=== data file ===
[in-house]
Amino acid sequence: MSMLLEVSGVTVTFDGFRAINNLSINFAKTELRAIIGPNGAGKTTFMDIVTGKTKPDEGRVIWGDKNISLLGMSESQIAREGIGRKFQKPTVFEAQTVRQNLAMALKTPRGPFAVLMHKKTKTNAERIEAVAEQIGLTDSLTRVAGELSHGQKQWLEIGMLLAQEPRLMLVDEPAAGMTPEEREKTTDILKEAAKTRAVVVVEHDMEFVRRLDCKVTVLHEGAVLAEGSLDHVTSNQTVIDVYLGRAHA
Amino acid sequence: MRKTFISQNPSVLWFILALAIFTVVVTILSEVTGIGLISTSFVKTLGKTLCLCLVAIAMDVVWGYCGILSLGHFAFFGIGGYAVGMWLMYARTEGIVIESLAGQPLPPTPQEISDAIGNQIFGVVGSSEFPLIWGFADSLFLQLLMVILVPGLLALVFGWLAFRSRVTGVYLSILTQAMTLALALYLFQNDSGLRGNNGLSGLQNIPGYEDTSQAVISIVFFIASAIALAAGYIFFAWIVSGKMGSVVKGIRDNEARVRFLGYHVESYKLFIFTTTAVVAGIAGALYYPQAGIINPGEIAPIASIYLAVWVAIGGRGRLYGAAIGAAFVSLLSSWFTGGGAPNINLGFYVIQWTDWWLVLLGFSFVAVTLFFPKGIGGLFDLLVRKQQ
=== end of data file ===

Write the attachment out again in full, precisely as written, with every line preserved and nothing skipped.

[in-house]
Amino acid sequence: MSMLLEVSGVTVTFDGFRAINNLSINFAKTELRAIIGPNGAGKTTFMDIVTGKTKPDEGRVIWGDKNISLLGMSESQIAREGIGRKFQKPTVFEAQTVRQNLAMALKTPRGPFAVLMHKKTKTNAERIEAVAEQIGLTDSLTRVAGELSHGQKQWLEIGMLLAQEPRLMLVDEPAAGMTPEEREKTTDILKEAAKTRAVVVVEHDMEFVRRLDCKVTVLHEGAVLAEGSLDHVTSNQTVIDVYLGRAHA
Amino acid sequence: MRKTFISQNPSVLWFILALAIFTVVVTILSEVTGIGLISTSFVKTLGKTLCLCLVAIAMDVVWGYCGILSLGHFAFFGIGGYAVGMWLMYARTEGIVIESLAGQPLPPTPQEISDAIGNQIFGVVGSSEFPLIWGFADSLFLQLLMVILVPGLLALVFGWLAFRSRVTGVYLSILTQAMTLALALYLFQNDSGLRGNNGLSGLQNIPGYEDTSQAVISIVFFIASAIALAAGYIFFAWIVSGKMGSVVKGIRDNEARVRFLGYHVESYKLFIFTTTAVVAGIAGALYYPQAGIINPGEIAPIASIYLAVWVAIGGRGRLYGAAIGAAFVSLLSSWFTGGGAPNINLGFYVIQWTDWWLVLLGFSFVAVTLFFPKGIGGLFDLLVRKQQ